U.S. allocates first of $30M in grants for forest conservation in Sumatra
The U.S. government announced the first grants under the first phase of its 2009 Tropical Forests Conservation Act agreement with Indonesia.
USAID will provide five grants over the next three years to local NGOs working to conserve and better manage forests and peatlands in Sumatra. The five lead grantees are Yayasan Leuser Indonesia, Institute Green Aceh, KKI-WARSI, JIKALAHARI, and PETRA.
The grants, according to USAID:
- Yayasan Leuser Indonesia will strengthen management of Singkil Wildlife Reserve and create corridors for surrounding elephant habitats in Aceh.
- Institute Green Aceh will improve protection of the Linge Isac Hunting Reserve in Aceh.
- KKI-WARSI will strengthen community based forest management and develop ecologically sound spatial plans for the buffer zones around Kerinci Seblat National Park in Jambi and West Sumatra.
- JIKALAHARI will facilitate multi-stakeholder coordination for best management practices on the Kampar Peninsula in Riau.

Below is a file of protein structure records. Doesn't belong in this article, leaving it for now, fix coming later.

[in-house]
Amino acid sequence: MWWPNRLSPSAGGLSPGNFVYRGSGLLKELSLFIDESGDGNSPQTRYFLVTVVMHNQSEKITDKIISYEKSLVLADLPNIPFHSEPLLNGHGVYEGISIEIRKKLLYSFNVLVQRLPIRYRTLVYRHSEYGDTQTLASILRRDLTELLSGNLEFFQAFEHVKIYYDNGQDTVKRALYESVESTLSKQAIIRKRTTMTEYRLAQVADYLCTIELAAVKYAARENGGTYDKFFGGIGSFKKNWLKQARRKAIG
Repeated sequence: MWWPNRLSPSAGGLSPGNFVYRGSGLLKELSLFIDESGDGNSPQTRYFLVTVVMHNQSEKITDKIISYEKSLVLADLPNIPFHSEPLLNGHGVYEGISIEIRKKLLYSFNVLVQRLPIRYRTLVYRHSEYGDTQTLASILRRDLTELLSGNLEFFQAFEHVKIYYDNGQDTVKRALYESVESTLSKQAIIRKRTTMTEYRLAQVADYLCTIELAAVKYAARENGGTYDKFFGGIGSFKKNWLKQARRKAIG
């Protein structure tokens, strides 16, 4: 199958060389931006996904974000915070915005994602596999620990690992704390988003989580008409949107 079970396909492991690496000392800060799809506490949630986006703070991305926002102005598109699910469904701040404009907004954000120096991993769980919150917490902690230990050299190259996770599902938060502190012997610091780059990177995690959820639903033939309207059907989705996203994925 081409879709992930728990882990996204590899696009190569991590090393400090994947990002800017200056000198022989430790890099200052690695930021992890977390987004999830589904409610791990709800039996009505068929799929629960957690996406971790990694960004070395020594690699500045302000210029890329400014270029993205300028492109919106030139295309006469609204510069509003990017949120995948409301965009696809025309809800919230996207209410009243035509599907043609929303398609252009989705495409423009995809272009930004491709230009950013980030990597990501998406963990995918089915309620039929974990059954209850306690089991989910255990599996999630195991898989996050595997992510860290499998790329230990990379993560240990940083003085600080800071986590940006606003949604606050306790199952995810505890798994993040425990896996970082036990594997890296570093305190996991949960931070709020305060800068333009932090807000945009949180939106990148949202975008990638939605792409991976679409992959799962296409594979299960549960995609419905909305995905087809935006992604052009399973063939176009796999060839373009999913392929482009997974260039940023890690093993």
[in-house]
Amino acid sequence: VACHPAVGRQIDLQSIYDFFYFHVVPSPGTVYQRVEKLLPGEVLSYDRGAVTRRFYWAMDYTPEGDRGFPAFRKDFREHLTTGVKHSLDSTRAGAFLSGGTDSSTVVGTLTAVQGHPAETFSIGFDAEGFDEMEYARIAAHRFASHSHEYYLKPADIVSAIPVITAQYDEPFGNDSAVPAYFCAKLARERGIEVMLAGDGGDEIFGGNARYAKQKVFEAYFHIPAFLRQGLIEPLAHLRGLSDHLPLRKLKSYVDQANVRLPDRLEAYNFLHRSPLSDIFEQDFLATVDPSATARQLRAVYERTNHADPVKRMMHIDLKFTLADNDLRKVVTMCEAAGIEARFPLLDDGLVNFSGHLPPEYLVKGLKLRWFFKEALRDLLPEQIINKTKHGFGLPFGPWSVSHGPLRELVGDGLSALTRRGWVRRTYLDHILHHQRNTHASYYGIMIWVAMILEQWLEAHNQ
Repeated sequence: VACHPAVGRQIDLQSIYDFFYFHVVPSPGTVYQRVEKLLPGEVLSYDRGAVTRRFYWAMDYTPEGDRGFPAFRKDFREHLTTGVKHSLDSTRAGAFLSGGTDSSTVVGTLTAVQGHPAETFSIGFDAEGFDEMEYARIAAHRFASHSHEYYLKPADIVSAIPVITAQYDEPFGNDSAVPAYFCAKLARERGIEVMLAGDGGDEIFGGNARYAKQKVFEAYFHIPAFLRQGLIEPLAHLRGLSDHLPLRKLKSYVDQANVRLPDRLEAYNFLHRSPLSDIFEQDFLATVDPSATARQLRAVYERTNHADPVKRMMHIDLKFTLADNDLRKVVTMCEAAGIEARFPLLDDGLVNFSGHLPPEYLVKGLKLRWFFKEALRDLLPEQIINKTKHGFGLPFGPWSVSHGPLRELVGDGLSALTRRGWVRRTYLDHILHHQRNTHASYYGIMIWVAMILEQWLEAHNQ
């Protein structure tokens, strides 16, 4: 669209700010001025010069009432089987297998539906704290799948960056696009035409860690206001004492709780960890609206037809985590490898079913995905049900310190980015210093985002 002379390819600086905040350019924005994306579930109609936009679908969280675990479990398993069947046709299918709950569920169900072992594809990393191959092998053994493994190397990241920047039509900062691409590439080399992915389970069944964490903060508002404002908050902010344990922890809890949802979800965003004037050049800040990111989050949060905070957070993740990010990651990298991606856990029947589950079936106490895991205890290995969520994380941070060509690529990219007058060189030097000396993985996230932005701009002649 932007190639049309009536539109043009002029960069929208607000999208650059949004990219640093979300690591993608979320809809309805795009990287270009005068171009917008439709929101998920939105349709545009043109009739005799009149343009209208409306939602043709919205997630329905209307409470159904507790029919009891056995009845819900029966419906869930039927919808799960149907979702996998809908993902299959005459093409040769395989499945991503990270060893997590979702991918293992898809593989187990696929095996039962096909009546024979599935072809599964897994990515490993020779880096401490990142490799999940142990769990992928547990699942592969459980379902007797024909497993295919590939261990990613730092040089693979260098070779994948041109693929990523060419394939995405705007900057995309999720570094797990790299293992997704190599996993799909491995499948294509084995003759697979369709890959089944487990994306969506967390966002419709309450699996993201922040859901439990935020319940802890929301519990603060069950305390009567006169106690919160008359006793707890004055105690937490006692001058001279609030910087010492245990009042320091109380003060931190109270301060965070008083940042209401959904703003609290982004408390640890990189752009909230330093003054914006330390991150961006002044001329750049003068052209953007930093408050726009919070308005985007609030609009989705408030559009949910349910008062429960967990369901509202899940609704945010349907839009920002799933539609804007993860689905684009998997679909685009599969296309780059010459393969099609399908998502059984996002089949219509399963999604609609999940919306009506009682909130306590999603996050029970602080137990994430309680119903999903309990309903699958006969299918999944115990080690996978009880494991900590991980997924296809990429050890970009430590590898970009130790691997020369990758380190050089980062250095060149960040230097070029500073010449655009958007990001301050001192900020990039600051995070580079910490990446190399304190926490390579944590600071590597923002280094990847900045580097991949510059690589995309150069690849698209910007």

- PETRA will improve management within and between Batang Toru forested areas and Batang Gadis National Park.
The TFCA provides debt relief to tropical countries in exchange for commitments to conserve forests and coral reefs. To date, the U.S. State Department has reached agreements generating more than $200 million for tropical forest conservation in Bangladesh, El Salvador, Belize, Peru, the Philippines, Panama, Guatemala, Colombia, Paraguay, Botswana, Costa Rica, and Jamaica. The 2009 agreement signed with Indonesia provides $30 million in funding for forests in Sumatra.
Sumatra has Indonesia's highest deforestation rate. Over the past twenty years vast swathes of forest and peatlands have been cleared for industrial plantations, primarily for palm oil and pulp and paper production.